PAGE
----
The National Parents Association's chairman, Nicholas Maiyo, has stated that the organization intends to join a lawsuit opposing the Competency-Based Curriculum.
On Monday, Maiyo stated that they will defend the new curriculum and that they support the system.
“Our concern is the judicial decision that could disrupt our children’s education…We will join the case as parents representing 10 million children in public primary schools,” Maiyo said.
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Maiyo was speaking at the Kenya Institute of Curriculum Development as part of the CBC's engagement with education stakeholders.
Last Friday, a petition filed through Advocate Nelson Havi argued that the Education Ministry's decision to implement the new curriculum is illegal and detrimental to the future of Kenyan children and should be halted.
The petitioner is seeking interim orders halting the CBC pending the hearing and determination of the case, claiming that this will prevent the government from further denial, violation, and infringement of children's rights to education and free and compulsory basic education.
They want the Education Ministry to switch back to the 8-4-4 system.
The new curriculum is currently being phased in, with Grade 5 serving as the pilot class. Maiyo also dismissed recent parental concerns about the curriculum's implementation requirements.
“Those are not genuine parents… we are the genuine parents and we are in full support of the curriculum. Where will the seven million children in preprimary school go if the curriculum is suspended?” he posed.
The CBC's national rollout began in January 2019 with Pre-Primary I and II, as well as Grades 1, 2, and 3 in lower primary.
Last week, unhappy Kenyan parents have taken to social media to highlight the difficulties they face while assisting their children with their homework.
Parents accused CBC of being too engaging, claiming that teachers were giving students too many assignments, forcing them to intervene. Some private schools require students to bring reams of printing paper, more than ten textbooks for each subject, and other stationery. Schools in urban areas are the most affected.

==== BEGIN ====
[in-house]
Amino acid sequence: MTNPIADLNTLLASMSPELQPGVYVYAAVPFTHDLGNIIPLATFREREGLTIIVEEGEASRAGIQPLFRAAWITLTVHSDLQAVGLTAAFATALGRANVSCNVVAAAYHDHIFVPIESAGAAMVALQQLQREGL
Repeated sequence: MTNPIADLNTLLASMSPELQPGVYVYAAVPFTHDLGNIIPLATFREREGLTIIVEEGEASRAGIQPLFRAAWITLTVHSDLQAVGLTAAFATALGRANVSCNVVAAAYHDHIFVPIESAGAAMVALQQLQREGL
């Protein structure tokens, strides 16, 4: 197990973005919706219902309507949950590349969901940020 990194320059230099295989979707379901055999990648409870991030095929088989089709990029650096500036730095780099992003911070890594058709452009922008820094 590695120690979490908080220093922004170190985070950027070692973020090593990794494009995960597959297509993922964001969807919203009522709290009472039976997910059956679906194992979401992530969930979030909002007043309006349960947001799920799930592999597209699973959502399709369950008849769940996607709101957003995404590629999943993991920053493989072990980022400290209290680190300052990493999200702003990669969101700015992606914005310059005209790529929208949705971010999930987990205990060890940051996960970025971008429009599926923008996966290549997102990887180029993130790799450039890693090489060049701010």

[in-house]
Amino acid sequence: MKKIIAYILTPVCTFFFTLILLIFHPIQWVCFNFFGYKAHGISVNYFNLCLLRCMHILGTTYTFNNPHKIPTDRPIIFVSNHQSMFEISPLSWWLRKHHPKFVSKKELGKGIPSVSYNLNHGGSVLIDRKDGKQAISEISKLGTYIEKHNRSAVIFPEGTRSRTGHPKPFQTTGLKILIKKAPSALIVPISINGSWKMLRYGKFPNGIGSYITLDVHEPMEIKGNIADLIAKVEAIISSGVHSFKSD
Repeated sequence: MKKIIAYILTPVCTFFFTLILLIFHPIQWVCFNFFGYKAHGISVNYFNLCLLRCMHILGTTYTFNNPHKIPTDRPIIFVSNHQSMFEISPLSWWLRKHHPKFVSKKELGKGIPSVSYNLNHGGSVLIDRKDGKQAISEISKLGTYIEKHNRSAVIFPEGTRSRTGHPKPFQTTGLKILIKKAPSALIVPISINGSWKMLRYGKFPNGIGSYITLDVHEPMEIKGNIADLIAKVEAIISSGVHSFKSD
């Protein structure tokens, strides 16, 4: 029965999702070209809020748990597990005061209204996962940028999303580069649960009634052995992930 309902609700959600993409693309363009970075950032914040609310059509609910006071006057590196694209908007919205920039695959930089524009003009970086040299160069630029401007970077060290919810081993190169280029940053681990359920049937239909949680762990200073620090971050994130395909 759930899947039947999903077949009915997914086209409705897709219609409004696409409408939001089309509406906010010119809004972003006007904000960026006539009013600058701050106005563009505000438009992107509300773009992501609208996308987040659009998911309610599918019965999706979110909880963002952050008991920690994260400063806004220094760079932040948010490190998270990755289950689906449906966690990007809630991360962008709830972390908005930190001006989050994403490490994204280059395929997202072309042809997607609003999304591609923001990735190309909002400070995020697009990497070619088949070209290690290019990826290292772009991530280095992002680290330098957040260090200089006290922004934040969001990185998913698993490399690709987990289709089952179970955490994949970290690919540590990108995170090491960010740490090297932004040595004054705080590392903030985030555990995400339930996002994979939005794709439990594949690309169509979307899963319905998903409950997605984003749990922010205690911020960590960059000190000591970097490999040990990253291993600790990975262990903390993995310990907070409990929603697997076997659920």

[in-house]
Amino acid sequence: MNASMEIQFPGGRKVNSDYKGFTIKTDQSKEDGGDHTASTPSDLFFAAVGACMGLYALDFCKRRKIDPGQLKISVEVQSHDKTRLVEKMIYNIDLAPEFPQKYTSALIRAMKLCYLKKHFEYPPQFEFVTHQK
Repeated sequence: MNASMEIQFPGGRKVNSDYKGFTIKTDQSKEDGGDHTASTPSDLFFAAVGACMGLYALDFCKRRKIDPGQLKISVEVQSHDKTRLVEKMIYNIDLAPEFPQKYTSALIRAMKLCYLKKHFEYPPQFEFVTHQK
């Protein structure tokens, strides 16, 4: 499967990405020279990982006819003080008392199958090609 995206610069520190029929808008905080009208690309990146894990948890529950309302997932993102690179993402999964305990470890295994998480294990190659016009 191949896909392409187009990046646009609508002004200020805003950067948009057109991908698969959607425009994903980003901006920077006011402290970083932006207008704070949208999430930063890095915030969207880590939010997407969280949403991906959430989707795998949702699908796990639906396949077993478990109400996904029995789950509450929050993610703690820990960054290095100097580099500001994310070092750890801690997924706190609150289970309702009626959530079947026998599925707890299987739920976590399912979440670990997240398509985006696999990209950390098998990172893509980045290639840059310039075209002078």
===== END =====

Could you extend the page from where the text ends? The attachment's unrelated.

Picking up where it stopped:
KICD also defended CBC stating that the spirit of CBS is to leverage readily available materials to facilitate learning. CEO Charles Ong'ondo stated that CBC has nothing to do with students being required to bring a stack of textbooks to school.
He stated that the curriculum provides suggested learning materials, which means that teachers are expected to make rational decisions on what is required to aid learning, depending on the location of a school.
A Nairobi-based lawyer has already filed a legal challenge to the creation and implementation of the Competency-Based Curriculum (CBC) to replace the 8-4-4 education system.
Esther Ang'awa, a parent of a Standard Three student, claims the implementation of the CBC has economic implications for students, parents, and caregivers.
She asks the court to prevent the ministry from implementing the new education system further, claiming that the rollout violated the Basic Education Act of 2013 and the Kenya Institute of Curriculum Development (KICD) Act of 2013.
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According to the parent's 69-page petition, the implementation of CBC was done in an opaque manner and is shrouded in confusion because the government failed to consult and involve all stakeholders.
Professor George Magoha, cabinet secretary for education, slammed critics of the competency-based curriculum, insisting that the new educational system is here to stay.
Magoha defended the new curriculum and dismissed concerns that it is expensive and overburdens parents and children.
The CS acknowledged that there will be growing pains that will need to be addressed along the way but insisted there is no turning back.
"We know for sure as a government that nothing is perfect. We also know for sure that CBC is not perfect, but we also know for sure that it left the station in 2018." Magoha said.
Magoha has in the recent past been put on the spot for not allowing its officers to speak on CBC. The CS however feels that this is not necessary and dismissed the input of education experts as well as critics terming them ignorant.
The CBC has also been faulted for over engaging parents in learner's school work but top ministry officials are defending this emphasizing the need for parents to be fully engaged in education.
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